There is a common misconception among law firms that amid this flurry of technology startups in the legal industry producing all sorts of software that once your firm integrates it, there will be a considerable influx in traffic to your firm’s website! Spoiler alert! It likely won’t happen!
Over the last 10 years we’ve had great delight working with software companies, be them legal industry specific or not and we cannot give you one example of one single product that in of itself has driven traffic!
What’s the Problem?
Traffic generation to your website or any marketing touchpoint typically derives from a few places. But before we get to them, in the context of legal consumer-facing technology, typically the objectives are one of the following:
- Getting a potential client to your firm’s shortest sales cycle path
- Getting a potential client to try out a product or service
- Getting a potential client to engage with your cheaper priced product quickly.
How these may apply is let’s say your law firm is an Australian family law firm and running Settify. Settify would probably best fit objective 1, because it’s essentially leading a potential through a marketing funnel (among other things). Why this approach works is typically the case once you have a degree of buy-in from a potential client, in other words, they’re now engaged in a process delivered by your firm, there will be less of an inclination to keep shopping for another family law firm. Notwithstanding this, importantly the potential client is getting something back in return, in this case, an initial automated advice. If you’re aware of Robert Cialdini’s work in relation to influence, you would be aware of the importance of reciprocation.
Objective 2 is less used by law firms, largely because there is less consumer-facing technology in the market that has a try before you buy. That said, there are examples, very large legal document automation companies that are not law firms but sell directly to consumers and a number of those work the client through a series of questions, then offer the completed document for a fee. But in a traditional sense, it’s not the try before you buy.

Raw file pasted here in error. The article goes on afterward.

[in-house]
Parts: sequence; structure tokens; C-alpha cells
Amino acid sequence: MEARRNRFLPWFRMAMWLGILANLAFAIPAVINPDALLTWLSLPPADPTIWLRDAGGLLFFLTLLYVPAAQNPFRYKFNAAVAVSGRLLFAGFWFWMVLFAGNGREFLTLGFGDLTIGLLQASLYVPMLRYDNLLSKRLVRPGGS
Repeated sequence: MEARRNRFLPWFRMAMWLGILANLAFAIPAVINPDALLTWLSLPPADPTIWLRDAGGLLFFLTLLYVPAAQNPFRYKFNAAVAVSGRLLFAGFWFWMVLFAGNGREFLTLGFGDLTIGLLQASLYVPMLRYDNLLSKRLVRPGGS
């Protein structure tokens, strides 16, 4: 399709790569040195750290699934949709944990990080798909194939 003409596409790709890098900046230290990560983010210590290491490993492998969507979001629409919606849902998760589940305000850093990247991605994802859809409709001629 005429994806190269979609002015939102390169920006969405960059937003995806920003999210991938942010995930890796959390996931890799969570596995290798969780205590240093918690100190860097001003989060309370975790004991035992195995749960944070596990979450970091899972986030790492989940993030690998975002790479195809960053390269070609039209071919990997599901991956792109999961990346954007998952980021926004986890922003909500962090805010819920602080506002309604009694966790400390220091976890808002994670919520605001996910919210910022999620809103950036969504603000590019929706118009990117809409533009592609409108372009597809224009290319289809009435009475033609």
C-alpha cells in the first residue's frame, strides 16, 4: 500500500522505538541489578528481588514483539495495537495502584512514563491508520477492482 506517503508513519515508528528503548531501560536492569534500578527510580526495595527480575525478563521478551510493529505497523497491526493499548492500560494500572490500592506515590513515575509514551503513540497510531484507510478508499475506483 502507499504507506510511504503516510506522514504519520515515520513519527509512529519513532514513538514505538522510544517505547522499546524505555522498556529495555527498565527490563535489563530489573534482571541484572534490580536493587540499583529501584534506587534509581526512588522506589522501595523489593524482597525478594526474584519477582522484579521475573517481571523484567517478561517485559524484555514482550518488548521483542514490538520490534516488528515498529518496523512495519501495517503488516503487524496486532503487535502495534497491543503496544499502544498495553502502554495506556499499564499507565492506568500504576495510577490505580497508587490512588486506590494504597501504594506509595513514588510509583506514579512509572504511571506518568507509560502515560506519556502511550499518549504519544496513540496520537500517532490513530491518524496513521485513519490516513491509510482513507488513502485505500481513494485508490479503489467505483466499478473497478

Objective 3 is an emerging marketing practice by law firms when they essentially do offer a comprehensive suite of legal services, but in company with them, or off to the side, they offer automated documents. In the context of say an estate planning firm, the value proposition for the latter being that you can either pay our lawyers to work with you on your estate plan or alternatively choose our lawyer supervised DIY service for a considerably cheaper cost.
So What About the Traffic?
Traffic to your law firm’s website typically comes from a few places, strong SEO focus, Ads, old school marketing (print and billboards) or social. If your law firm hasn’t one or more of these cranked, then in our experience no matter how good the technology, getting eyes on your product will be a challenge.
What Does Our Law Firm Do About It?
Probably the first step is to acknowledge that your suite of automated documents, your lead generation platform or whatever the case may be won’t drive traffic unless you’re on top of one or more of the above.
Secondly, particularly with products that are becoming commonplace, try and customise the experience. For example, if you visit 25 law firms that run Settify, it aesthetically is similar. In association with your design and dev team it can easily be customised to suit your brand. We do this at Fast Firms.
Also, consider ways that you’re able to create a CTA (call to action) with your socials and Ads that your firm may be running. If your law firm is running online estate planning through an automated solution, targeting a demographic, for example, that are searching overseas trips, then trying variations of CTAs, like, “Heading Overseas? Update Your Will in Minutes” or geo-targeting people at airports etc. Sure it may sound farcical, but its an example of thinking of different ways of driving traffic to your software that likely won’t be in the mind of your competitors and while this is only an example, the practice works phenomenally well for insurance companies targeting travellers in airports who often have time on their side to engage. Obviously what you’re trying to avoid is integrating technology, turning the lights on and no-one arrives.
How Can Fast Firms Help?
We’ve got great working relationships with many of the leading legal software companies and work collaboratively with them. By all means, if you are interested in an automated solution, contact the software company directly or alternatively, contact us and we can assist in your decision making, potentially through the experiences of such software by us and our clients.